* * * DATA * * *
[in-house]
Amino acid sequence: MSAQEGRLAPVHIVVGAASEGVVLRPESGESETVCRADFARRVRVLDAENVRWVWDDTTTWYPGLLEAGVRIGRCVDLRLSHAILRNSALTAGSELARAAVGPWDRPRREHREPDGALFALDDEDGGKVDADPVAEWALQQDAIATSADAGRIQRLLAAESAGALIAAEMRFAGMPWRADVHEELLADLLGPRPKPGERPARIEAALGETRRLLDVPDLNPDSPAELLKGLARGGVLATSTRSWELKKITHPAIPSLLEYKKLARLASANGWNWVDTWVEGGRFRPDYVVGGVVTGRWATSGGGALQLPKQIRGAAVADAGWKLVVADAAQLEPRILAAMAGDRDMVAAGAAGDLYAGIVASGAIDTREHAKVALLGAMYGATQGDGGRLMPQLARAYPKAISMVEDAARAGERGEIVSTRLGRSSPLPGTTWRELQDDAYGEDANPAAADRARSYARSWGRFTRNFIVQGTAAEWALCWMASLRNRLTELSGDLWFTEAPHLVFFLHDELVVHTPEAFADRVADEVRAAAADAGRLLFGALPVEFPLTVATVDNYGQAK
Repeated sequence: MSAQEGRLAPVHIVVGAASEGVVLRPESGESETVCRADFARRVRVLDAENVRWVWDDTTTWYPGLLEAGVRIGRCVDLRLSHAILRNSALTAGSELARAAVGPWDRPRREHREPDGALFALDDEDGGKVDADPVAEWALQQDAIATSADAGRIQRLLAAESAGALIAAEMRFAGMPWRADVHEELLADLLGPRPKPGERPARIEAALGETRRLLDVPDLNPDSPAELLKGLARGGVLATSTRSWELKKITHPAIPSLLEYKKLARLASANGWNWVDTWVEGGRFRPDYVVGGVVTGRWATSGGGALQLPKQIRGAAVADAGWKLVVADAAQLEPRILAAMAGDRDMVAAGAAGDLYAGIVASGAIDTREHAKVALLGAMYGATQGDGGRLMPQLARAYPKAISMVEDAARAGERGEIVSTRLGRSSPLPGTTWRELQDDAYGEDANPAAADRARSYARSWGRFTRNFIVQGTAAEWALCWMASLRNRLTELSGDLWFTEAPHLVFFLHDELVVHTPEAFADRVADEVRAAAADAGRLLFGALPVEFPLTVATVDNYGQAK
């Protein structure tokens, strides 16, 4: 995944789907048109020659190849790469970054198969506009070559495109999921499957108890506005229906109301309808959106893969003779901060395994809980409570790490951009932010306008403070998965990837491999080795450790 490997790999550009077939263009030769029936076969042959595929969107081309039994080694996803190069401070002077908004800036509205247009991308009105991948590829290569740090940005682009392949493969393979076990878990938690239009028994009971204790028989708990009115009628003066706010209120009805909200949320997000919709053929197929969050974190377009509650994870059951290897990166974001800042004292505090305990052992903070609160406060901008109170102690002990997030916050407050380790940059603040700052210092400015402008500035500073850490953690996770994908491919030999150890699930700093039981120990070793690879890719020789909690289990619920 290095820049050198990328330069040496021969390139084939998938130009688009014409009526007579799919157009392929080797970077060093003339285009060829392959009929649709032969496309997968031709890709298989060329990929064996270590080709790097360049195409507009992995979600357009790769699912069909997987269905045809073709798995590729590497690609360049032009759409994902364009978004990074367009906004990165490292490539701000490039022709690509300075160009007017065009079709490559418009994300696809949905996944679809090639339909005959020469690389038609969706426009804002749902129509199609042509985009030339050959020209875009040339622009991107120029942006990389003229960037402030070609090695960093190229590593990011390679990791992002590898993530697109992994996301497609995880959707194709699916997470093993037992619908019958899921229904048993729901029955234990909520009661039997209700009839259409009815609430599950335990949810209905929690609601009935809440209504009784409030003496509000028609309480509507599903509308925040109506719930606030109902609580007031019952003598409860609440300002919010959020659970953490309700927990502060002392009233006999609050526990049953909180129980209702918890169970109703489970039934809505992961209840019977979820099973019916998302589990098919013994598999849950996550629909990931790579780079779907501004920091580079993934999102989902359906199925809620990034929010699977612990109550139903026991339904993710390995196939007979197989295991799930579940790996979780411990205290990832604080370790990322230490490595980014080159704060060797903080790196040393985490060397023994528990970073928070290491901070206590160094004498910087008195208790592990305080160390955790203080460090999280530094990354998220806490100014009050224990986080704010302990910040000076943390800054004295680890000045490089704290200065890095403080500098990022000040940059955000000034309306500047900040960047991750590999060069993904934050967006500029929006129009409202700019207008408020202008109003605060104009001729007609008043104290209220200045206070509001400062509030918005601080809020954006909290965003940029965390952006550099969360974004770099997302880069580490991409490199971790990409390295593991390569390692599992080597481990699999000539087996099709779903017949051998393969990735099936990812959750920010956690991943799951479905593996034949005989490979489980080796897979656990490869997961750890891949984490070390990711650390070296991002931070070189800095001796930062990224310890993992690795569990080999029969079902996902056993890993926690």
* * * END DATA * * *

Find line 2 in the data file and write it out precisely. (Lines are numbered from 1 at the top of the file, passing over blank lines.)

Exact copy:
Amino acid sequence: MSAQEGRLAPVHIVVGAASEGVVLRPESGESETVCRADFARRVRVLDAENVRWVWDDTTTWYPGLLEAGVRIGRCVDLRLSHAILRNSALTAGSELARAAVGPWDRPRREHREPDGALFALDDEDGGKVDADPVAEWALQQDAIATSADAGRIQRLLAAESAGALIAAEMRFAGMPWRADVHEELLADLLGPRPKPGERPARIEAALGETRRLLDVPDLNPDSPAELLKGLARGGVLATSTRSWELKKITHPAIPSLLEYKKLARLASANGWNWVDTWVEGGRFRPDYVVGGVVTGRWATSGGGALQLPKQIRGAAVADAGWKLVVADAAQLEPRILAAMAGDRDMVAAGAAGDLYAGIVASGAIDTREHAKVALLGAMYGATQGDGGRLMPQLARAYPKAISMVEDAARAGERGEIVSTRLGRSSPLPGTTWRELQDDAYGEDANPAAADRARSYARSWGRFTRNFIVQGTAAEWALCWMASLRNRLTELSGDLWFTEAPHLVFFLHDELVVHTPEAFADRVADEVRAAAADAGRLLFGALPVEFPLTVATVDNYGQAK